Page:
# Eli5: explain data structure from computer science to a non technical person.

75 views
0

How do I explain what is data structure to someone who has never programmed before?

In: 15

Ultimately, computer data is just patterns of high and low electrical charges. Each high/low charge is called “a bit”.

We can technically call a number a “data structure”. It means we pick a number of bits and say that certain patterns mean certain numbers.

A more complicated data structure can refer to multiple things. Say we want to represent a list of 10 numbers. If each number is 8 bits, we could just point at 80 bits and say “that’s 10 numbers”.

But what if we want different sizes of lists? Well, then we might say “The first 8 bits represent how many numbers there are”. So the list of 10 numbers now takes 88 bits: the first 8 bits will be in the pattern for “10”, then we know the next 80 bits represent 10 numbers.

We can get even more complicated. Maybe we want a list of numbers, but the numbers aren’t all in a neat little line in memory. Well, we can store a *memory address* in a list. That way we still have a list that represents a number of things, but now those things can be scattered throughout memory.

So a data structure is really just a way for us to organize memory and dictate rules about what the values represent. But it’s not very useful to describe them to people who aren’t familiar with programs, because we don’t tend to use complex data structures unless we’re solving relatively complex problems.

At its most basic, there are tradeoffs you can make when you’re storing data, and those tradeoffs impact how you can later process the data.

For example, imagine you need to store a bunch of names so that you can assign seats to them at an event. You could have everyone line up and give their name to a person who writes them down in order. This is slow, but it’s highly organized, so you won’t take down more names than there are seats and it preserves the order. Alternatively, you could have everyone write down their own name and throw them in a bucket and have one or more people pull them out to assign seats. This is comparatively disorganized but can be done really fast, by dividing the work among multiple people.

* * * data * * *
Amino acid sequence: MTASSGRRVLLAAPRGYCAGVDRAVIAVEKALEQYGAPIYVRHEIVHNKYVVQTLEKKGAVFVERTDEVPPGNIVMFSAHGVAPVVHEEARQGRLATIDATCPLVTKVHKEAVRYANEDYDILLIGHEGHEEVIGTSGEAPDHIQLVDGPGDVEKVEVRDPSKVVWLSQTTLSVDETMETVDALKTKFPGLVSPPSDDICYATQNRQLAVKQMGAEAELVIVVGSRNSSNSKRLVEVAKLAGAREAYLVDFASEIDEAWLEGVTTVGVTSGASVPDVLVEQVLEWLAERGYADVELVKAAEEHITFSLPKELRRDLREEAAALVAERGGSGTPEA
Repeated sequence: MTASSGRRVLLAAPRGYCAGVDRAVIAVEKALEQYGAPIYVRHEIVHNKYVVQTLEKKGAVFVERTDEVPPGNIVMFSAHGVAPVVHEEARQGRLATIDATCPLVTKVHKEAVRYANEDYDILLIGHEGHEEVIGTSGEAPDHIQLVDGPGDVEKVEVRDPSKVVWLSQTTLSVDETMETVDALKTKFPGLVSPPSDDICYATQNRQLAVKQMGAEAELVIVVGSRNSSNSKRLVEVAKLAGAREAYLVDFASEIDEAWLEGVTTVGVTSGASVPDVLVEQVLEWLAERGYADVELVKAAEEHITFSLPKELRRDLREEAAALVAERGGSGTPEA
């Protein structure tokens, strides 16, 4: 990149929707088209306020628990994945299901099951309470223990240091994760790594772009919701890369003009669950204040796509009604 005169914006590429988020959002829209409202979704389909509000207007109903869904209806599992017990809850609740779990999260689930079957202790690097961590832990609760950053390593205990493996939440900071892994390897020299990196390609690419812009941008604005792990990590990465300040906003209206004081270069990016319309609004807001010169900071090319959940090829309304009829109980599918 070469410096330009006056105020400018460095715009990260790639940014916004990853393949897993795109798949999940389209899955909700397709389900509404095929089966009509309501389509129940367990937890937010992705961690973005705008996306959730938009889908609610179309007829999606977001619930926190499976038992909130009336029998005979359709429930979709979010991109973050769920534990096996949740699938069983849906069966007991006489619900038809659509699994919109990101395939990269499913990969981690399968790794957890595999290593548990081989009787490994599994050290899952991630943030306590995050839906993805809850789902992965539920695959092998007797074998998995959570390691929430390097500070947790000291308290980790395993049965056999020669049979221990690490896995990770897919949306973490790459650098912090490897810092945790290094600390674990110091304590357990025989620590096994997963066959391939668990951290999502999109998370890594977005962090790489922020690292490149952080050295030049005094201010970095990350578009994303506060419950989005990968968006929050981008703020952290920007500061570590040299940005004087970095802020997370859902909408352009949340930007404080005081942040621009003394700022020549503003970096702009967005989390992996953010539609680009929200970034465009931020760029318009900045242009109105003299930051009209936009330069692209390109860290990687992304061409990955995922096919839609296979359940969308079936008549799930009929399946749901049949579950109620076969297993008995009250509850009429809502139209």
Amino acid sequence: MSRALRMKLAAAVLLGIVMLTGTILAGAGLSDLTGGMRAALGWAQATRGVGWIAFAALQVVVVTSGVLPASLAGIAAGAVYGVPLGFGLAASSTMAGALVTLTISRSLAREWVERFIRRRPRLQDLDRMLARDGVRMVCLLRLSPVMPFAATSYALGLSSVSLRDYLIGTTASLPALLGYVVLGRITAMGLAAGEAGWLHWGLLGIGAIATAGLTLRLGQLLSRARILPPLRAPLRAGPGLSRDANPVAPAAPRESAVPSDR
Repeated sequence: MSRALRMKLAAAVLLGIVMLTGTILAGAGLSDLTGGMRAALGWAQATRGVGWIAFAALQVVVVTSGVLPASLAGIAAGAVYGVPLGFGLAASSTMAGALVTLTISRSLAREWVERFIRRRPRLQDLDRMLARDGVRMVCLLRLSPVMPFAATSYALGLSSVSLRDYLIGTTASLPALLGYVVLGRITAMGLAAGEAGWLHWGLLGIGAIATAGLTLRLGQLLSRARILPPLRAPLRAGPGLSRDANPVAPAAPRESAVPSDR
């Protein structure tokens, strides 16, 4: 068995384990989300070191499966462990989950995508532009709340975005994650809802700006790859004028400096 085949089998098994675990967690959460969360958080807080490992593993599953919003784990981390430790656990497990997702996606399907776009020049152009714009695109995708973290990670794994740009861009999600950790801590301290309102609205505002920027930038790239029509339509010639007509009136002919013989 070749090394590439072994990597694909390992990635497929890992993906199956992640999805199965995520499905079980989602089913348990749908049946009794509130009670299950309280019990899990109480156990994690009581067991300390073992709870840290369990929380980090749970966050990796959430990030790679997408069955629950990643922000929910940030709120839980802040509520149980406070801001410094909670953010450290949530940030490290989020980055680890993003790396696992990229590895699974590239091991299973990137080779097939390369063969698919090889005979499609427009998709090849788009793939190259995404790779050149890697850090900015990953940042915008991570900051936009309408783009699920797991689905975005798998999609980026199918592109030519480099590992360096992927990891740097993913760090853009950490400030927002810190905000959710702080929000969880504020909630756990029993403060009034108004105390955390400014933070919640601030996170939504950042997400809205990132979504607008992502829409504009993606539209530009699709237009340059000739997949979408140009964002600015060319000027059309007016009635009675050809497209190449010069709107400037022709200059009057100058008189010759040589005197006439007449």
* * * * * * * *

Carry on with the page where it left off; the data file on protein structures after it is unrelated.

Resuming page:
Data structures in computers, are the set of ways you can organize storing, reading and modifying data and the associated rules and trade-offs that go with them.

Ok so you got a whole stack of cups. Different sizes, colors, some plastic, some glass, some skinny, some fat. All in one big stack.

You want one in particular. How do you describe it? Well say you want a cup that’s large, blue, plastic, and skinny.

How do you find it? You could go through each one and ask if it’s the cup you want. Or you could start by eliminating all the non-large, non-blue, non-plastic, non-skinny. Then you’d be left with what you can choose from.

Easy to do with 50 cups, now imagine an insanely large amount of cups. Like 10 million. And you want one.

How can you do that efficiently? Well you need to sort them by their attributes. You’d make a table where you’d say each cup has a number (called a key) and in that row you’d have each attribute type. Each type can have a subset of attributes like plastic shiny vs plastic matte and that would be a matrix in the attribute.

That’s data structure. Logically defining your attributes.

Have they used a spreadsheet? A data structure is like a spreadsheet, where the columns in the spreadsheet are the properties in a data structure, and each row is an individual record.

If they don’t understand spreadsheets, I would probably say that a data structure is simply a way to combine different types of information under one name. An Employee structure, for example, might have a name, birthdate, and hourly wage. Each employee is represented by a single instance of an Employee structure.

A data structure is a structure thats holds data (numbers, letters) in an efficient way for the task you want to do. There are commonly known data structures and patterns used which have been discovered to be very efficient and fast for certain tasks. But there is also mostly a tradeoff involved; e.g finding a specific number in a list. Depending on how long this list can be, if you only need to find but never change (adding or removing) or how you can access the information, you decide which tradeoffs you can accept and thus, which data structure will help solve your problem best. These tradeoffs are typically described as BigO notation